What better way to face a near death experience than with one of your best mates? Our first go at white water rafting was on the Zambesi River below the mighty Victoria Falls in Zambia in August, 2004 (almost 10 years ago to the day. Wow! Where does the time go?). This proved to be such a “wise” decision…the rapids are mostly only Grade 5 (Grade 6 is “un-runnable”)!
Just getting down to the Zambesi river was a challenge! Some took a helicopter in and out but most of us scaled the cliff, down steep paths and rickety wooden stairs and ladders. Quite an adventure in itself!
Once we got down to the river we did some rudimentary training and preparation for getting knocked out of the raft and getting back in. This really did not prepare us at all, but was somewhat reassuring!
So we donned our helmets and life jackets and set off down the river. A mixed bag of travelers from different countries, we were all on the same overland camping trip. It was all smooth going through the early Grade 3 and 4 rapids but then we started to hit some of the big boy rapids and things got serious! We struck some nasty ones and had a few minor incidents! These have names like rapid # 5: “Stairway to Heaven” (a Class 5 rapid with a steep drop of 8 metres) and rapid #7: “Gulliver’s Travels” (a Class 5 rapid that covers a distance of 700 metres and includes the “Temple of Doom“, “The Crease“, “Patella Gap” and “Land of the Giants“). You are really in the game by this stage and there is no turning back! Just before you break for lunch on the riverbank you have to pass rapid # 10: “Gnashing Jaws of Death“, just a Class 4 rapid…oh joy!
Now you would think you would be safe on dry land enjoying some lunch, but no, we got attacked by a swarm of bees! The river rapids were looking good all of a sudden!
So we ventured back onto the Zambesi and faced down rapid # 13: The Mother“, a Class 4/5 rapid with a massive and very fast wave train. we got through that OK but one we really wanted to avoid was rapid # 15: the “Washing Machine“. A Class 5 rapid described as a simple wave train but un-runnable in the middle because of a huge crashing hole. Basically a huge whirl pool!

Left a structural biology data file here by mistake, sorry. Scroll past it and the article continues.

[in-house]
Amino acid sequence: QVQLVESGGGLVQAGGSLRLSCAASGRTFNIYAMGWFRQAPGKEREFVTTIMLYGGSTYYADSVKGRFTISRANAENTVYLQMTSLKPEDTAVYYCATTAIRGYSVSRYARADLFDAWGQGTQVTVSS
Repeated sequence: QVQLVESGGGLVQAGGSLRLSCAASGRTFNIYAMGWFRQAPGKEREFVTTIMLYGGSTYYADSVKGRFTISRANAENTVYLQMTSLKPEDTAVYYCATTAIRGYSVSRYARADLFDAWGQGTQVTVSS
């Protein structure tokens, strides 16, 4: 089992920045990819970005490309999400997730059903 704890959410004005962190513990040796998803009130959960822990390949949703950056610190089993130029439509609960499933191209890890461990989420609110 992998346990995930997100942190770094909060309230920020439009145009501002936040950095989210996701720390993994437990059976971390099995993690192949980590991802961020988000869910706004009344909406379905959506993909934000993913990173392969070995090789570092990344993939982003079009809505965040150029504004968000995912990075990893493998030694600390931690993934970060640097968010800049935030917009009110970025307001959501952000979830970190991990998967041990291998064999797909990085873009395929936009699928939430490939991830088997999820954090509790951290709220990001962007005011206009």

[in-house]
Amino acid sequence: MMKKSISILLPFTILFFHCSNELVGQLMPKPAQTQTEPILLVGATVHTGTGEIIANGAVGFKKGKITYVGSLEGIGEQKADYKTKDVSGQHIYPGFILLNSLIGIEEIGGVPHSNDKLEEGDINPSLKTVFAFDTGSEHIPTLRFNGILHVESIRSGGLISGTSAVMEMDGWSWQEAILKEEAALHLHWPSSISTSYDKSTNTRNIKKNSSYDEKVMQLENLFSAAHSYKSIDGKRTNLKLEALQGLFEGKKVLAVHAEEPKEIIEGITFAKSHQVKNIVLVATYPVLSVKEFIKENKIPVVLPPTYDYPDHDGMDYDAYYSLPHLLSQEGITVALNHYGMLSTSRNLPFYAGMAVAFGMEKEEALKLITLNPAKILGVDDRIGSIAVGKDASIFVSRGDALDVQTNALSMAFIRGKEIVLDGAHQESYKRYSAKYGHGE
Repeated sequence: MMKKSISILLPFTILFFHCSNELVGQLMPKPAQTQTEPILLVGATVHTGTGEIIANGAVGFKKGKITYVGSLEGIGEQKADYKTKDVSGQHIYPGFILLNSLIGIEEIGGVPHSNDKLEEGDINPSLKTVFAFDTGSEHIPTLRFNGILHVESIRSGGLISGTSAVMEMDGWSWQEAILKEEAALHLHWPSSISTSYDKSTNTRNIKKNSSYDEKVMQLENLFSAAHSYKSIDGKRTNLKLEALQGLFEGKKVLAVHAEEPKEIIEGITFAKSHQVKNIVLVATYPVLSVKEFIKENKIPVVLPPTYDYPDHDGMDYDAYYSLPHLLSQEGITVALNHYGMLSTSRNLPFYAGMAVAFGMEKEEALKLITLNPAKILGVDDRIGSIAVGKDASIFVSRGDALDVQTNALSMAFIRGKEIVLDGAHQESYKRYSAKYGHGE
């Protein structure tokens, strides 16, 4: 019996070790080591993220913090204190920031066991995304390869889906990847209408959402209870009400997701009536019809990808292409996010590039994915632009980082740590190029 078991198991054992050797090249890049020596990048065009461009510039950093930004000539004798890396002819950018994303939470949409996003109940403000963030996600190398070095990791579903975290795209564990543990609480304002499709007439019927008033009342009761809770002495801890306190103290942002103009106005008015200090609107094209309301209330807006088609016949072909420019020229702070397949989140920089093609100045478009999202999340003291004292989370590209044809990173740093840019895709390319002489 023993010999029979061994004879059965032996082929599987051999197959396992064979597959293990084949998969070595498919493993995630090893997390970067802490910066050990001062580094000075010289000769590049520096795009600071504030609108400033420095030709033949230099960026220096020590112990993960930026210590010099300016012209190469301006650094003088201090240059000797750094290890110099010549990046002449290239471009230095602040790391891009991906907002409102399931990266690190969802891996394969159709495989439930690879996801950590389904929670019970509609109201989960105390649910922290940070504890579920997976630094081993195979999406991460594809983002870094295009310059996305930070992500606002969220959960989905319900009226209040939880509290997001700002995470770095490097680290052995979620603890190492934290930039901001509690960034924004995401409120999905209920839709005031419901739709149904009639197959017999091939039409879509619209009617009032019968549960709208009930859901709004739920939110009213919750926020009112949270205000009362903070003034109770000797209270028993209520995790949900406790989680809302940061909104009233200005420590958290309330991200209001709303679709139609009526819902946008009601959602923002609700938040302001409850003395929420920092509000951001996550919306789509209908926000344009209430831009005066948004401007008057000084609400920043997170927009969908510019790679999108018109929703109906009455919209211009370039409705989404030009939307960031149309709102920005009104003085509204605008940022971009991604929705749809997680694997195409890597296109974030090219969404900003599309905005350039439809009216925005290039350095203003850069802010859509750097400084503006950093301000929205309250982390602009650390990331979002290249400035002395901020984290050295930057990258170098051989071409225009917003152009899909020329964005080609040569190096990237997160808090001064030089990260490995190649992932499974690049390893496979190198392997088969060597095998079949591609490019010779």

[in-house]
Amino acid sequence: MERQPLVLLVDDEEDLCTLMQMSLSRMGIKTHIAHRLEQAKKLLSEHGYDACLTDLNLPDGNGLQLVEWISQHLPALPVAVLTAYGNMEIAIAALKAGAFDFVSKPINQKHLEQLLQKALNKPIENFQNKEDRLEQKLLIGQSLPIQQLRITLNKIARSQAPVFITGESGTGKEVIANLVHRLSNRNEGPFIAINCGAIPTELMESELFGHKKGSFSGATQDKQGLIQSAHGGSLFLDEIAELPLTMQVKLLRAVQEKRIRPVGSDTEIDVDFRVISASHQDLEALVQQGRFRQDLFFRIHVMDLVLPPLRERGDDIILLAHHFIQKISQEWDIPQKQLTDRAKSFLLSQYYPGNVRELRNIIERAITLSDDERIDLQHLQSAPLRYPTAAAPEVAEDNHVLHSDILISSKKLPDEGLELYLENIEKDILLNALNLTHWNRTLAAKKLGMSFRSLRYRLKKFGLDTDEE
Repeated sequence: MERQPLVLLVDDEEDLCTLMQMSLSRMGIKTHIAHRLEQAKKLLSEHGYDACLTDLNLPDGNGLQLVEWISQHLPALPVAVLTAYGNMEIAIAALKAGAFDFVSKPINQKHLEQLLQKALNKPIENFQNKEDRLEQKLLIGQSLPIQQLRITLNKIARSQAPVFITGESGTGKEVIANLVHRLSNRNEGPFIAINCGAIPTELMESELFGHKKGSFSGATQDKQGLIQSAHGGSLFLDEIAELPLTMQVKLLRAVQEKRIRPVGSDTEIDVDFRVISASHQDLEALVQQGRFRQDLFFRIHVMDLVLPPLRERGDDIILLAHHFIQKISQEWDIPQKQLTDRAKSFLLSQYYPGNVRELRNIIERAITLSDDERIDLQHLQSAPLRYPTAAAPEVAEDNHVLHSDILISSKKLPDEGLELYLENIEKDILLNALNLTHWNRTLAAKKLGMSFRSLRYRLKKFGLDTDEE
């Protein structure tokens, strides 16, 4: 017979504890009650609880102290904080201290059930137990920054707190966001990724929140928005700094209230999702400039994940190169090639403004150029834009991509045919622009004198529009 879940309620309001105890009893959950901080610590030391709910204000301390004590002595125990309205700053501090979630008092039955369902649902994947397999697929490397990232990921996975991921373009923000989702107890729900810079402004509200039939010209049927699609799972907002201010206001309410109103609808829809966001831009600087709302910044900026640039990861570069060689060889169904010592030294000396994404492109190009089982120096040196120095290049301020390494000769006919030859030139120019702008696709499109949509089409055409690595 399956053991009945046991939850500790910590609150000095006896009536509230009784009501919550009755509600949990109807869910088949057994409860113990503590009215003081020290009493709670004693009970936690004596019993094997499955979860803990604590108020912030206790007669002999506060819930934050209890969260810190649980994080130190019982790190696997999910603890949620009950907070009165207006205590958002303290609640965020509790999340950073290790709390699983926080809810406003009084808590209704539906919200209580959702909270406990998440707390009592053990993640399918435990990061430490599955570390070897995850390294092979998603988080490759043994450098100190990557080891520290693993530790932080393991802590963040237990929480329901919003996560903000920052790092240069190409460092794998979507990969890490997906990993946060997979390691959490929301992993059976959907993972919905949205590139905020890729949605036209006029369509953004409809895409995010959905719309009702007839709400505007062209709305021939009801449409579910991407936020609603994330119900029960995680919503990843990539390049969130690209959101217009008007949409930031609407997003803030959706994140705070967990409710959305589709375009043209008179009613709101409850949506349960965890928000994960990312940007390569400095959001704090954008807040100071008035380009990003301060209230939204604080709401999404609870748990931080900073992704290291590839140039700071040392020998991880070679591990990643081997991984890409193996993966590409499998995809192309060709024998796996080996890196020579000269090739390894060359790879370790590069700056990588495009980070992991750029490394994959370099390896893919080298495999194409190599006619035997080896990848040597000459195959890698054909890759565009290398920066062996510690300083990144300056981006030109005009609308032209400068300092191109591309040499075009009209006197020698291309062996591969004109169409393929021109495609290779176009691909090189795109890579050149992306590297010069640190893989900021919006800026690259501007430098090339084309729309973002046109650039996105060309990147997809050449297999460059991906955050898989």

We survived that, but I am pretty sure it was rapid #18: “Oblivion” that totally smashed us! It is a Class 5 rapid made up of three waves and known asp THE rapid on the Zambezi river. The 3rd brutal wave is apparently responsible for flipping more rafts than any other in the world and only about 1 in 4 attempts succeed!
As our raft flipped I will never forget people flying through the air and my mate Scotty careening into me head first! His full weight collided into me and we sunk fast! Eventually I came back up to the surface in that water that was like a boiling cauldron, coughing and spluttering! I was being smashed by waves and being kicked and hit by oars from just about everyone who was tipped overboard. Except for my poor friend Esther who was temporarily trapped underneath the raft!
In the end, after being kicked and hit in places where you just don’t want to be and despite being told not too, I just let go and drifted into the relative calm of the river. Ah serenity…before being slammed into a rock and being rescued by a kayak and lifted into another raft like a bedraggled wet cat!
The people of the other raft looked at me in terror. How did this guy survive that? Ha, ha! It will take more than that to finish my off I thought as I was coughing, spluttering and heaving for breath! I had this huge egg of a lump and cut on my arm but otherwise I was unharmed. A number of people including Scotty swallowed a lot of river water during this incident and were sick for a few days afterwards. Although I swallowed plenty of water I luckily dodged that bullet. All in the name of adventure!
Scotty and I vowed we would not be flipped again after that mega one! We paddled like no tomorrow (when you are in the front you set the pace of rowing)!
Towards the end of the day our river guide told us just around the corner there was one last huge set of rapids we must clear. We didn’t want to be dumped again and as Scotty and I were in the lead we starting paddling hard! After a little while we cleared the corner, noting there were no rapids and also how quiet it was behind us, we turned around to see no one paddling and everyone had a huge grin on their faces. Yes we had been set up! Bastards! 🙂
We made it to the end of the river run without further incident and then faced the trudge and climb back up the cliffs to our truck, drinks and comfort. What a day!